Also on the Regents agenda: a discussion of state test scores that were released late last month. However, state officials have repeatedly said the results do not offer much insight about whether student learning is improving across the state because of changes to the test that make results hard to compare to previous years.

Here’s what you should know in advance of the meeting.

Legislative chatter

Officials are set to discuss last year’s legislative priorities and how close they got to their goals.

One priority from that cycle, for instance, was to address the yawning gap in access to advanced coursework in different school districts across the state, a top concern of New York City Mayor Bill de Blasio as well. Among wealthy suburban school districts, students were roughly five times as likely to have access to six or more Advanced Placement or International Baccalaureate offerings as students in New York City, according to a report released earlier this year. (The city is also launching a pilot program to allow virtual classes in advanced subjects at 15 high schools in the Bronx, under the new teachers contract.)

The Regents requested $3 million in grants to help expand offerings among high-needs districts, and wound up with $500,000, according to state documents. (Though the board doesn’t have any formal power over the legislature, they can help sway the outcome as the state’s top education policymaking body.)

They’ll also discuss a slew of other priorities, including how to support new intervention plans for New York’s lowest-performing schools that were developed as part of the state’s compliance with the federal Every Student Succeeds Act.

And the Regents will talk about progress on their efforts to support English learners; they have previously asked for funding to translate Regents exams into Spanish so students can better demonstrate skills beyond their proficiency in English.

Other issues, beyond these priorities, may surface in discussions Monday as well.

The board isn’t expected to approve a full set of legislative goals until December, and it’s possible that a wave election could give Democrats control of the State Senate. Regents Chancellor Betty Rosa previously told Chalkbeat said she hopes “the combination of the Assembly and the Senate will create leverage” in the budget process, a dynamic she hopes will lead to more funding.

Many of the Regents’ priorities — more support for vulnerable students, additional social services in schools, and other initiatives — would require significant additional investments.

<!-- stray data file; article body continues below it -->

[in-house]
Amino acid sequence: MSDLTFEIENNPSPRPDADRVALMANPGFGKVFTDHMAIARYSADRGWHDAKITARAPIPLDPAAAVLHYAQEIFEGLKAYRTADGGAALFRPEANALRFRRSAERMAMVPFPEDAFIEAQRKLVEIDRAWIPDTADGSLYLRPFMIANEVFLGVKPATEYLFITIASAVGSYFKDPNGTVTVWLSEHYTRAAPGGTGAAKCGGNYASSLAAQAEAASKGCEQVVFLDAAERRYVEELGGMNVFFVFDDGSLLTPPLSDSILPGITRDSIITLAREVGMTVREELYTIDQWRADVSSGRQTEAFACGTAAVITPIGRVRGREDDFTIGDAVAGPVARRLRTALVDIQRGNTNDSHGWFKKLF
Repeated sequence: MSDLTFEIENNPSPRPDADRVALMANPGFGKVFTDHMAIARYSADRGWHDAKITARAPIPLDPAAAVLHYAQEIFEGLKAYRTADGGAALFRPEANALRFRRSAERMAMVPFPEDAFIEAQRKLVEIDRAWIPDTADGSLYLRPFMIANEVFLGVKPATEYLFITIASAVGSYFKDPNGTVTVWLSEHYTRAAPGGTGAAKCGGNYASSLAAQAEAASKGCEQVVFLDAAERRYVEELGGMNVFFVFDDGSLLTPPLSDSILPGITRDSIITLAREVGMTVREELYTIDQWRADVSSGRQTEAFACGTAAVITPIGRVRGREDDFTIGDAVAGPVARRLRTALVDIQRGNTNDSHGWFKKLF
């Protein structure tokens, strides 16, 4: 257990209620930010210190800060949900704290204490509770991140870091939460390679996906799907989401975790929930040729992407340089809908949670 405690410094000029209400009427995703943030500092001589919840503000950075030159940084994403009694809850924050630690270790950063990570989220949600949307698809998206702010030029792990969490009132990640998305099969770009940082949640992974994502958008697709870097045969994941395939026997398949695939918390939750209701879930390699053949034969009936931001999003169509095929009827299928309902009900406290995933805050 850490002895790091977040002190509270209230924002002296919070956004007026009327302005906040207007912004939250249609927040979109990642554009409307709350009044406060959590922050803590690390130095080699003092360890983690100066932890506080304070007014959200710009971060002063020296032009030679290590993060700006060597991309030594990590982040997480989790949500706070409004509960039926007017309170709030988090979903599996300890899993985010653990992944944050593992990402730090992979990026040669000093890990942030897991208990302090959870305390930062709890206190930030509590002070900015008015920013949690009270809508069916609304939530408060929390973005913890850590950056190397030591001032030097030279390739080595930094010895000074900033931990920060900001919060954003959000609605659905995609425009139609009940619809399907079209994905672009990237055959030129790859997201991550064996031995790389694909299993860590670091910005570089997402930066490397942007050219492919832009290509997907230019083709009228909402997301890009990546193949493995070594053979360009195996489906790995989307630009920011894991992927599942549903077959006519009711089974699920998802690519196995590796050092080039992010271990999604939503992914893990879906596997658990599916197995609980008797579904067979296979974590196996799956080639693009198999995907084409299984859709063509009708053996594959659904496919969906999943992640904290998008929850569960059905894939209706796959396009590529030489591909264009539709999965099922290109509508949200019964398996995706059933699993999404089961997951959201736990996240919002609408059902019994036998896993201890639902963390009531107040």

Testing testing

State and local education officials have said it’s impossible to compare the newly released results on the state English and math exams to last year’s because the test was changed — it’s administered over just two days instead of three —  but several lingering issues could surface.

In New York City, there are still significant score gaps between white and black students. Almost 67 percent of white students passed their English tests, close to double the percentage of black students. And almost 64 percent of white students passed math, compared to about a quarter of black students.

And even though Regents reduced the number of testing days, opposition to the exams continued, with about the same percentage of New York students deciding to opt out as did the previous year. In New York City, where most kids usually take the test, there was a slight uptick in students who sat out.

This comes after the state agreed to soften certain penalties for schools where opt-out rates remained consistently high.

Some Regents remain committed to computer-based testing, and the state hopes to eventually expand the practice to all students. Some are concerned about the nature of the exams, whether they are fair to English language learners, and whether the tests help perpetuate disparities.

State education officials have shown some interest in different approaches to testing. Regents decided not to apply for a federal waiver to pursue “innovative” exams — involving essays, projects, and tasks — but they did form a work group that is partially focusing on testing.